On August 18, British citizen Paul Robson, a former Yen trader for Dutch bank Coöperatieve Centrale Raiffeisen-Boerenleenbank B.A. (Rabobank), pled guilty in a New York federal court to participation in a conspiracy to manipulate the Yen LIBOR. The prior month another former Rabobank trader, Japanese-national Takayuki Yagami, pled guilty to similar charges in New York federal court. Rabobank itself previously had agreed to settle the Department of Justice’s investigation by entering into a deferred prosecution agreement requiring a $325 million penalty. Notably, the Department of Justice highlighted the role of British and Dutch financial regulators in referring the case and assisting with the investigation of these former traders and Rabobank.

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Given its now longstanding efforts to combat LIBOR manipulation, and as discussed in Enforcement Watch 9 ("Banks continue to face legal and financial repercussions from the LIBOR scandal"), the U.S. government’s continued action against suspected LIBOR manipulators comes as no surprise. Still, these recent criminal dispositions are notable. First, unlike the mortgage backed securities investigations, the U.S. government is still targeting individuals involved in LIBOR manipulation, not just financial institutions. Second, the U.S. government is successfully working with its foreign counterpart governments on cross-border LIBOR investigations. The combination of active enforcement and international cooperation is likely to yield further prosecutions and settlements in the coming months.

Average prison terms for insider trading increase

According to a recent study published by Reuters, the length of U.S. federal prison sentences for individuals convicted of insider trading have been increasing in recent years, and have reached an average sentencing level that would have been unthinkable just a few decades ago.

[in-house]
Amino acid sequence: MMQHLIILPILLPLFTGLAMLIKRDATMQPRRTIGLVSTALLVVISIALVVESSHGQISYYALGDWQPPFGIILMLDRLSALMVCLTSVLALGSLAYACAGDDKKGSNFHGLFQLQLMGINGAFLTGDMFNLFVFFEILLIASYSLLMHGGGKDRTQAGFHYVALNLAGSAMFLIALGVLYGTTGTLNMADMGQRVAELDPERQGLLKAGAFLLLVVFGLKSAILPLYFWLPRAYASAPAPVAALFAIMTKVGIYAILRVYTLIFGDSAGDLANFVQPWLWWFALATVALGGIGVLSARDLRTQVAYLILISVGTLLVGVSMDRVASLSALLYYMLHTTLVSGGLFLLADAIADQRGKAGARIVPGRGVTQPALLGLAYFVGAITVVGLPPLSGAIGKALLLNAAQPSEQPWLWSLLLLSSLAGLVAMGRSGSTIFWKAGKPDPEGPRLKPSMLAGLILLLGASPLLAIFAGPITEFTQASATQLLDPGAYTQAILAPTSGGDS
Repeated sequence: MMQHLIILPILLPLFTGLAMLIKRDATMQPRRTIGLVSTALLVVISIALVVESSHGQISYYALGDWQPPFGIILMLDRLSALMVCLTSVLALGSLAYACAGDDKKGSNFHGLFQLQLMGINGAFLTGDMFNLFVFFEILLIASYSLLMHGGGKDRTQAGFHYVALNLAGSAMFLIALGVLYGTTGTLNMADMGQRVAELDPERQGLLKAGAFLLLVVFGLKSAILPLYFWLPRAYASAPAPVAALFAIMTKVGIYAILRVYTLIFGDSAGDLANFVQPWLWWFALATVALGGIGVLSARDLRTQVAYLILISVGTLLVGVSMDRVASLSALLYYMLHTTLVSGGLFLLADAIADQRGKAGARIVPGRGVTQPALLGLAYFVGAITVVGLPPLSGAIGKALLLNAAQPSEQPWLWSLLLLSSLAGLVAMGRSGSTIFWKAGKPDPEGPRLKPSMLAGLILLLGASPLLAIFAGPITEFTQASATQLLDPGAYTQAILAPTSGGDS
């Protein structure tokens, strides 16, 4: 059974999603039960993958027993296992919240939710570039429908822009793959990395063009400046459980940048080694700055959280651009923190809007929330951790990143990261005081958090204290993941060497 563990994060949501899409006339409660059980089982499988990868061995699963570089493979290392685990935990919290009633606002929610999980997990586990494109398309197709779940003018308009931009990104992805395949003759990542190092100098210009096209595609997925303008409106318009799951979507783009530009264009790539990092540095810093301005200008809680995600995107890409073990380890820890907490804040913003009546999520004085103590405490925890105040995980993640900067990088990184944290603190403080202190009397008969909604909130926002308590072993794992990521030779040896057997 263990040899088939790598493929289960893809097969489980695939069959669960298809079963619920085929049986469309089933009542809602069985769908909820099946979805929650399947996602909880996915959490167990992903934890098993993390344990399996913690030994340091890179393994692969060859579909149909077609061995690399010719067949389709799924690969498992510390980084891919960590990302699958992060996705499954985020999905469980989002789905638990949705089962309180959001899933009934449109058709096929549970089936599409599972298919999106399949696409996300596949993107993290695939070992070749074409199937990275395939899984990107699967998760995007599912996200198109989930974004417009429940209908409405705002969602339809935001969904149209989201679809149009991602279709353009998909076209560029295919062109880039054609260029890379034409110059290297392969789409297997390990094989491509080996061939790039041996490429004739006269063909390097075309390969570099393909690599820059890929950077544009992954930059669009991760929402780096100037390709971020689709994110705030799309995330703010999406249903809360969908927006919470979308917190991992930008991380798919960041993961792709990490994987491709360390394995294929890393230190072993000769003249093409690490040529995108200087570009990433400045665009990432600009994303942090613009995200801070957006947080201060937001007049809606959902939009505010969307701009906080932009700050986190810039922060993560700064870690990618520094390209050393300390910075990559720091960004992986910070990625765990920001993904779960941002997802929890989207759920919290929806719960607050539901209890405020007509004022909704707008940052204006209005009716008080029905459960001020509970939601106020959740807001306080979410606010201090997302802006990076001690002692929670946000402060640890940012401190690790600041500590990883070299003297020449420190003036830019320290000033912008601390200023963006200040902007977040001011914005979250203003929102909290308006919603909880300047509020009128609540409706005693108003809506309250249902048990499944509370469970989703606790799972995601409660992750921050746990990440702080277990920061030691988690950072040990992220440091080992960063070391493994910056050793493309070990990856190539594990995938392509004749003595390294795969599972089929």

Between 2008 and 2013, prison sentences for insider trading convictions increased by 31.8% to an average of 17.3 months. Indeed, in the past few years there have been several notable sentences: in 2011 Raj Rajaratnam was sentenced to eleven years, in 2012 Matthew Kluger was sentenced to twelve years, and just recently Mathew Martoma received a nine-year sentence.

These longer sentences are at least due in-part to what appears to be a reliance on the federal sentencing guidelines. The guidelines are no longer mandatory, but their usage remains a prevalent and persuasive tool of federal prosecutors, and judicial guidepost for federal criminal sentencing. Notably, the guidelines take into account the amount of loss involved in insider trading which provides an upward departure from the base guideline sentencing level for such crimes. Moreover, the guidelines (as amended in 2012), provide a minimum sentence of 15-21 months for those involved in an “organized scheme” to trade on confidential information, as is typically the case in most insider trading actions. Since the financial crisis of 2008, the U.S. Department of Justice has aggressively prosecuted suspected insider trading and similar criminal offenses. The New York Times has commented that the judiciary in the United States District Court for the Southern District of New York – where a large percentage of the insider trading cases are prosecuted – endeavor to match each other’s sentences so that sentencing terms will be consistent for similar crimes, and not otherwise affected by random events, such as the court’s independent judicial assignment system for all new cases. The result has been the imposition of increasingly longer sentences after conviction or guilty plea. It is also notable that U.S. courts have been imposing more prison sentences (rather than monetary punishment) for insider trading than ever before.

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The Reuters' report demonstrates that, since the financial crisis of 2008, the U.S. government and judiciary are aggressively prosecuting and severely punishing financial related crimes. Given the request for and imposition of increasingly extreme sentences by the U.S. government and judiciary, it is more important than ever for defense strategies to include an analysis of prison exposure and how it may be limited through and by cooperation with the government.

 To read more about enforcement action in the UK, please click here.